Bio-reduction of elemental sulfur to increase the gold recovery from enargite

A. Hol, R.D. van der Weijden, G. van Weert, P. Kondos, C.J.N. Buisman

Research output: Contribution to journalArticleAcademicpeer-review

11 Citations (Scopus)


The mineral enargite can be of interest to the mining industry as a copper and precious metal source. The mineral has a refractory character towards oxidation, which is attributed to the formation of elemental sulfur that seals off the mineral surface. In this study it was investigated whether elemental sulfur resulting from oxidation during industrial milling can be converted into hydrogen sulfide via bio-reduction. The removal of elemental sulfur in this process will clean the mineral surfaces for subsequent oxidation, prevent interference with the gold extraction process and reduce consumption of chemicals such as cyanide. HPLC analysis confirmed that indeed elemental sulfur was formed during industrial milling of an enargite-pyrite gold concentrate. Removal of elemental sulfur via bio-reduction was successful and improved the gold leachability from 48.9% to 69.6%. The combination of milling and bio-reduction was therefore concluded to be a possible route to liberate metals. Further research is necessary to investigate if the enargite to sulfur conversion can be improved to obtain economically satisfactory (> 90%) gold recoveries.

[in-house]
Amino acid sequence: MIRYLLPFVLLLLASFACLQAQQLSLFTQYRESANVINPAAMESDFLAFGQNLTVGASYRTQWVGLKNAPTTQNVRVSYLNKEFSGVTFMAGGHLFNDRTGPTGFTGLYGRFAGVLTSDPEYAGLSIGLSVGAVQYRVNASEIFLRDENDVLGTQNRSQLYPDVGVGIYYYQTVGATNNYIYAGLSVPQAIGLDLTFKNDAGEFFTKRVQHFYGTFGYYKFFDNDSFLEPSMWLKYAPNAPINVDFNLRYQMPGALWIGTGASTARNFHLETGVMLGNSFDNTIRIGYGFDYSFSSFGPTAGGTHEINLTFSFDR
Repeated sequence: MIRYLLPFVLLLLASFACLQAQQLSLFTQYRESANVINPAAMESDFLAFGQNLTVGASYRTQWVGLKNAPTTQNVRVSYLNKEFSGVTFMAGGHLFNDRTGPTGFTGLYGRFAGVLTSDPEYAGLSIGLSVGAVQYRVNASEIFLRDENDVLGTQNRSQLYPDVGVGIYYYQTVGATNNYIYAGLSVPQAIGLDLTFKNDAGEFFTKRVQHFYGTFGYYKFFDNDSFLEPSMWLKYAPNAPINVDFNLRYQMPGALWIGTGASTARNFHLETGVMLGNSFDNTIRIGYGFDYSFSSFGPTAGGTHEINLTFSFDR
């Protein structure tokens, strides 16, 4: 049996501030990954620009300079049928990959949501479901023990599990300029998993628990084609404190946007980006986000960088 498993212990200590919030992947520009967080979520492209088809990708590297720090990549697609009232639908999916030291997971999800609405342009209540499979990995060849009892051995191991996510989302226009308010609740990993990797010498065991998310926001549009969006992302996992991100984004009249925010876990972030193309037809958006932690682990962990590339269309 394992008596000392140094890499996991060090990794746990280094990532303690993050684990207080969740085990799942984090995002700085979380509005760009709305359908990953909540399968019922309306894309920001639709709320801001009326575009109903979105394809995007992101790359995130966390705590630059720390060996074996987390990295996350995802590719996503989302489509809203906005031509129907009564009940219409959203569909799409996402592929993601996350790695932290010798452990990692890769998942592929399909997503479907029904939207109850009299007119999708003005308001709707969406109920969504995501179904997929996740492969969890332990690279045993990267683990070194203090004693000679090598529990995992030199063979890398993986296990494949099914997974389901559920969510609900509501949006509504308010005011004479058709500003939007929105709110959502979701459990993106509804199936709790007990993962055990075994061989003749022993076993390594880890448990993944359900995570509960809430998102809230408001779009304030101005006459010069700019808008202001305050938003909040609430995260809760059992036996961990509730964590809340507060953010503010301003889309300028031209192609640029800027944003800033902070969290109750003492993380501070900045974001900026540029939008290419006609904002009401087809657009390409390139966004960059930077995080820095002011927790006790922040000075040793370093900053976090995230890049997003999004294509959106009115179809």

Original languageEnglish
Pages (from-to)93-97
Publication statusPublished - 2012


  • refractory ore
  • dissolution
  • oxidation
  • sulfide
  • ferrooxidans
  • concentrate
  • bacteria
  • kinetics
  • pyrite
  • zinc


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